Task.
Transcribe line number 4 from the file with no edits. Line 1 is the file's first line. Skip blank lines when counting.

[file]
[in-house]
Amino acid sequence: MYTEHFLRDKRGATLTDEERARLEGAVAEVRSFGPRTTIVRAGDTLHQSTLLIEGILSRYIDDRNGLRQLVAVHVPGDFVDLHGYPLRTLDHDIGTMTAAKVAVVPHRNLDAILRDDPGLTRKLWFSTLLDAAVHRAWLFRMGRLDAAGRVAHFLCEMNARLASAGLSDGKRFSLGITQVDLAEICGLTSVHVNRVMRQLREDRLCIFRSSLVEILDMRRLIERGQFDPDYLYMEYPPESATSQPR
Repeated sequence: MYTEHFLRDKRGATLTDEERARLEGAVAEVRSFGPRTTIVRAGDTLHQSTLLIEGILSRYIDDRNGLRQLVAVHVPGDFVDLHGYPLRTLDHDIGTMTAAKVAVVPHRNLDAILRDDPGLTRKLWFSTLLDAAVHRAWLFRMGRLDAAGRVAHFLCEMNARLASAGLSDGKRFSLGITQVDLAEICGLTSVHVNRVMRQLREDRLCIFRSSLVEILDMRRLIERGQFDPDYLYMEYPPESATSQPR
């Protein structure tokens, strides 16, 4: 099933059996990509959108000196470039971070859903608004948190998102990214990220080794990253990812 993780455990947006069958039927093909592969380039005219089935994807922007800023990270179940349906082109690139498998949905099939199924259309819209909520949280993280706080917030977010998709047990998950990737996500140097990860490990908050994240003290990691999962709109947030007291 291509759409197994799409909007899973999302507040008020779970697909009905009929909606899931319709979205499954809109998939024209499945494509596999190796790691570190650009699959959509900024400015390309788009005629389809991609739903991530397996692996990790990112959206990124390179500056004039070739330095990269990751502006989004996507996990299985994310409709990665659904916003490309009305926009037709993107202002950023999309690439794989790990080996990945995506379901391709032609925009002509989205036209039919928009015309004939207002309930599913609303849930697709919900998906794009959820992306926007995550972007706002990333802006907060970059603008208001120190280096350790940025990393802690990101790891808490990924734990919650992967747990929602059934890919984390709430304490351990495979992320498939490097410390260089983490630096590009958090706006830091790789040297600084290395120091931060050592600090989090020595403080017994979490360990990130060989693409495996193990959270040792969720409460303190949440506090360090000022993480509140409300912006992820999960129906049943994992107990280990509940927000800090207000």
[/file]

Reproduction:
């Protein structure tokens, strides 16, 4: 099933059996990509959108000196470039971070859903608004948190998102990214990220080794990253990812 993780455990947006069958039927093909592969380039005219089935994807922007800023990270179940349906082109690139498998949905099939199924259309819209909520949280993280706080917030977010998709047990998950990737996500140097990860490990908050994240003290990691999962709109947030007291 291509759409197994799409909007899973999302507040008020779970697909009905009929909606899931319709979205499954809109998939024209499945494509596999190796790691570190650009699959959509900024400015390309788009005629389809991609739903991530397996692996990790990112959206990124390179500056004039070739330095990269990751502006989004996507996990299985994310409709990665659904916003490309009305926009037709993107202002950023999309690439794989790990080996990945995506379901391709032609925009002509989205036209039919928009015309004939207002309930599913609303849930697709919900998906794009959820992306926007995550972007706002990333802006907060970059603008208001120190280096350790940025990393802690990101790891808490990924734990919650992967747990929602059934890919984390709430304490351990495979992320498939490097410390260089983490630096590009958090706006830091790789040297600084290395120091931060050592600090989090020595403080017994979490360990990130060989693409495996193990959270040792969720409460303190949440506090360090000022993480509140409300912006992820999960129906049943994992107990280990509940927000800090207000």